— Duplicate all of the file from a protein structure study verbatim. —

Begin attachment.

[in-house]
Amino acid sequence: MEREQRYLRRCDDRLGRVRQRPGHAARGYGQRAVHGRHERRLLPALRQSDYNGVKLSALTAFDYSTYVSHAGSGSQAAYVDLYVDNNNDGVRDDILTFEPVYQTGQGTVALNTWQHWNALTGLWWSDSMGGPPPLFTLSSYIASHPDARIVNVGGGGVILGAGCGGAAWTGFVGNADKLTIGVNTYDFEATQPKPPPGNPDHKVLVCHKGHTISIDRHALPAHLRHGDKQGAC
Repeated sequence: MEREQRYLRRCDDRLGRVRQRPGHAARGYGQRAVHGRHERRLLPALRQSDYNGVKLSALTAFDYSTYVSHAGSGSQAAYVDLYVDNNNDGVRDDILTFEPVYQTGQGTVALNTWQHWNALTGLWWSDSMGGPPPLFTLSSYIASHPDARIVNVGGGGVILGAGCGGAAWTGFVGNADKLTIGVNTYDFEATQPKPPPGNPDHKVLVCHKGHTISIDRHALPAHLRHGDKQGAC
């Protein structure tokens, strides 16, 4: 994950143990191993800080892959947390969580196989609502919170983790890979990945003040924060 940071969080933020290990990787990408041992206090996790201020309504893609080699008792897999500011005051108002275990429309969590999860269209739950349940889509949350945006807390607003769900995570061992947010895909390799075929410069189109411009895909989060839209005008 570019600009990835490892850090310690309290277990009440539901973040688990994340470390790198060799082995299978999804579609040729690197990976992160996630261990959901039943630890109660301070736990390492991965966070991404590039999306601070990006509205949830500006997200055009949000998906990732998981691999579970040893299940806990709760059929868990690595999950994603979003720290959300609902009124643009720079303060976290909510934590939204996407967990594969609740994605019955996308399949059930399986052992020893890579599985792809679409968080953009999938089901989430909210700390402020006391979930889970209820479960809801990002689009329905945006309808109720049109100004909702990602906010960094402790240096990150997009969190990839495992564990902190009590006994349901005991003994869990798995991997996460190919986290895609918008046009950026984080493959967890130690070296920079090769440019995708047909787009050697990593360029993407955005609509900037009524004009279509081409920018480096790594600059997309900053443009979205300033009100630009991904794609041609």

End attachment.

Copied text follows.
[in-house]
Amino acid sequence: MEREQRYLRRCDDRLGRVRQRPGHAARGYGQRAVHGRHERRLLPALRQSDYNGVKLSALTAFDYSTYVSHAGSGSQAAYVDLYVDNNNDGVRDDILTFEPVYQTGQGTVALNTWQHWNALTGLWWSDSMGGPPPLFTLSSYIASHPDARIVNVGGGGVILGAGCGGAAWTGFVGNADKLTIGVNTYDFEATQPKPPPGNPDHKVLVCHKGHTISIDRHALPAHLRHGDKQGAC
Repeated sequence: MEREQRYLRRCDDRLGRVRQRPGHAARGYGQRAVHGRHERRLLPALRQSDYNGVKLSALTAFDYSTYVSHAGSGSQAAYVDLYVDNNNDGVRDDILTFEPVYQTGQGTVALNTWQHWNALTGLWWSDSMGGPPPLFTLSSYIASHPDARIVNVGGGGVILGAGCGGAAWTGFVGNADKLTIGVNTYDFEATQPKPPPGNPDHKVLVCHKGHTISIDRHALPAHLRHGDKQGAC
């Protein structure tokens, strides 16, 4: 994950143990191993800080892959947390969580196989609502919170983790890979990945003040924060 940071969080933020290990990787990408041992206090996790201020309504893609080699008792897999500011005051108002275990429309969590999860269209739950349940889509949350945006807390607003769900995570061992947010895909390799075929410069189109411009895909989060839209005008 570019600009990835490892850090310690309290277990009440539901973040688990994340470390790198060799082995299978999804579609040729690197990976992160996630261990959901039943630890109660301070736990390492991965966070991404590039999306601070990006509205949830500006997200055009949000998906990732998981691999579970040893299940806990709760059929868990690595999950994603979003720290959300609902009124643009720079303060976290909510934590939204996407967990594969609740994605019955996308399949059930399986052992020893890579599985792809679409968080953009999938089901989430909210700390402020006391979930889970209820479960809801990002689009329905945006309808109720049109100004909702990602906010960094402790240096990150997009969190990839495992564990902190009590006994349901005991003994869990798995991997996460190919986290895609918008046009950026984080493959967890130690070296920079090769440019995708047909787009050697990593360029993407955005609509900037009524004009279509081409920018480096790594600059997309900053443009979205300033009100630009991904794609041609």